In Section 3 of the memorandum, “Assistance for Category B Emergency Protective Measures,” it states that FEMA shall provide the assistance that may be required by States, local governments, and Tribal governments to “provide for the safe opening and operation of eligible schools, child-care facilities, healthcare facilities, non-congregate shelters, domestic violence shelters, transit systems, and other eligible applicants.”

It goes on to announce, “This assistance may include funding for the provision of personal protective equipment and disinfecting services and supplies.”

According to this executive order, state and local governments are eligible to receive 100% reimbursement for costs associated with PPE and other supplies for COVID-19, under FEMA’s Public Assistance Program. Prior to this order taking effect, states were required to cover 25% of COVID-19 related costs eligible for reimbursement.

This funding for PPE is available now until September 30, 2021.

Read more about the executive order here.

From the beginning of the COVID-19 pandemic, MSA has been and continues to be prepared to provide the right PPE to help keep frontline workers safe, including first responders.

MSA products appropriate for this funding include:

  • G1 Facepiece with APR Adapter
    • The G1 facepiece is ideal for a variety of respiratory needs – including emergency and pandemic response. With both twin and single cartridge adapter options, the G1 facepiece transforms from SCBA use to an air purifying respirator which is compatible with a variety of respiratory cartridges, including N95 and P100 filtration.
  • Optimair® TL PAPR with G1 Facepiece
    • NIOSH-approved powered air-purifying respirator combined with the G1 Facepiece helps to protect against particulates, toxic gases and vapors, or a combination. Full and low profile hoods are also available options for the OptimAir TL PAPR. The Optimair TL PAPR is in stock and special pricing is available.
  • Advantage® 290 Half-Mask Respirator
    • First-ever NIOSH approved elastomeric respirator without an exhalation valve. In addition to providing up to P100 level protection for the wearer, the elimination of the exhalation valve allows for the wearer’s exhaled breath to be filtered and contained. This source control reduces the likelihood of contaminating the surrounding area, making the 290 ideal for sterile environments.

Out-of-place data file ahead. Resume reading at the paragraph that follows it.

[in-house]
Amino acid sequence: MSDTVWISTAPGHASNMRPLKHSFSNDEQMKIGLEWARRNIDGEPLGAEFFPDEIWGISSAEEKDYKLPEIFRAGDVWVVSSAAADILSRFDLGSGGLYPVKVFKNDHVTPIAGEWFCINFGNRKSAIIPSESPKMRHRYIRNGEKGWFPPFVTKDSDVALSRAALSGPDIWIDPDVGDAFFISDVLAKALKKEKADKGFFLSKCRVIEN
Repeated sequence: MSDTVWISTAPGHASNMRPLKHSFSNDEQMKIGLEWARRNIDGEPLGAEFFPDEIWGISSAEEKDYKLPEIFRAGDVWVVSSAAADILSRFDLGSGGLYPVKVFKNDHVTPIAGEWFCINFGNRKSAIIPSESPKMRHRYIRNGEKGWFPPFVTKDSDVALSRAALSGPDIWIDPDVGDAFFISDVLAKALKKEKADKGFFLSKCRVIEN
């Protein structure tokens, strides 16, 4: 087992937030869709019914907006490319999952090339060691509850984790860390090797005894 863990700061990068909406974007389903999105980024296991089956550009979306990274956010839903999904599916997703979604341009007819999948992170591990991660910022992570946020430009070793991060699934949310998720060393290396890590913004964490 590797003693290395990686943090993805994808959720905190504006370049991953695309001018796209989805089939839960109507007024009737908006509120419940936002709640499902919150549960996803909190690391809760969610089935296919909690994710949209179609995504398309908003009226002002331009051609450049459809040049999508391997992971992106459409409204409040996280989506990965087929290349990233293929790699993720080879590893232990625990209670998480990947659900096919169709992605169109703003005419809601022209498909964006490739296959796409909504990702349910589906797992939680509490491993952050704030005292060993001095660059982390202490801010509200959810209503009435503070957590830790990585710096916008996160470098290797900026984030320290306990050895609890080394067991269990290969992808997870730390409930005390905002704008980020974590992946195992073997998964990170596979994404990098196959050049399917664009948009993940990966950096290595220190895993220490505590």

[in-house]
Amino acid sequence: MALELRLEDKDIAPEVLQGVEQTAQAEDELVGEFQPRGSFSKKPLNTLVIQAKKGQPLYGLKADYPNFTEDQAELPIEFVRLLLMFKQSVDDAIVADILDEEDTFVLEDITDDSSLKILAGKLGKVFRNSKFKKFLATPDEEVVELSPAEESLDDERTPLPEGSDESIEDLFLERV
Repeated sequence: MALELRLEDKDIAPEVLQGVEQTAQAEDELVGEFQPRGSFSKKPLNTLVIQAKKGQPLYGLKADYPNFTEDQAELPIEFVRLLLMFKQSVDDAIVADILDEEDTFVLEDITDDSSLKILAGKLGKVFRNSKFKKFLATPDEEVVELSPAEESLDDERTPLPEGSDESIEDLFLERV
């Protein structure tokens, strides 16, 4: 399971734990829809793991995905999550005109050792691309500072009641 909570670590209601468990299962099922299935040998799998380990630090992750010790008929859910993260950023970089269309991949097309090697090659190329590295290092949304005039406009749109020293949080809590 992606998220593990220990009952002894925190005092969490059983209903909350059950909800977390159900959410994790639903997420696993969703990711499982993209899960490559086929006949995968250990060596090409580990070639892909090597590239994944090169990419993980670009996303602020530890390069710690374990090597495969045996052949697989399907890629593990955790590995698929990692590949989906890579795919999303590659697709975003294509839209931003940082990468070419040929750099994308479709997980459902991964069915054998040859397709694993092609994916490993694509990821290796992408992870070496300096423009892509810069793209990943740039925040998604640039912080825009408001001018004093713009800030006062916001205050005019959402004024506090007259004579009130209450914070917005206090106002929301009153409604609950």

For more information about PPE for respiratory protection from MSA, visit https://us.msasafety.com/full-and-half-mask-respirators.

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Firefighter PPE Cleaning and Inspection Guide – Download Now!

As part of our commitment to your health and safety, we’ve put together a guide to help you understand the PPE cleaning and inspection requirements set forth in NFPA 1851, with a focus on changes to the 2020 edition. The following information is included:

  • NFPA 1851 Cleaning Overview
  • Steps to Clean: Firefighting SCBA, Structural Fire Helmets, Particulate-Protective Hoods, Firefighting Turnout Gear, Firefighting Footwear
  • NFPA 1851 Inspection Overview
  • Advanced Inspection Forms

Download our guide below to learn more.

Need New Gear? Apply Now for MSA’s 2021 Globe Gear Giveaway

MSA, DuPont, and the National Volunteer Fire Council (NVFC) are teaming up for the 10th year to provide state-of-the-art personal protective equipment to better protect our volunteer firefighters who need it most.

Through MSA’s and DuPont’s 2021 Globe Gear Giveaway, 13 departments will each receive four new sets of turnout gear along with four helmets to increase firefighter safety. This decade-long program has provided over $1 million worth of life-saving gear to date.

“Protecting firefighters is what we do at MSA,” said Eleni Lucido, vice president and general manager of MSA’s business in the U.S. and Canada. “For more than a century, we’ve been committed to providing workers all around the world with the equipment they need to help keep them safe, so we’re proud to partner with DuPont and the NVFC to provide state-of-the-art turnout gear to departments in need.”

The application period is now open!

To be eligible to apply for the giveaway, departments must be over 50 percent volunteer, serve a population of 25,000 or less, be located in the U.S. or Canada, be a member of the NVFC, and demonstrate significant need for new gear. MSA provides NVFC memberships to the first 500 applicants to help departments meet the membership requirement.

Volunteer departments may learn more and apply by June 1 at www.nvfc.org/gear. Winners will be announced monthly between July and December.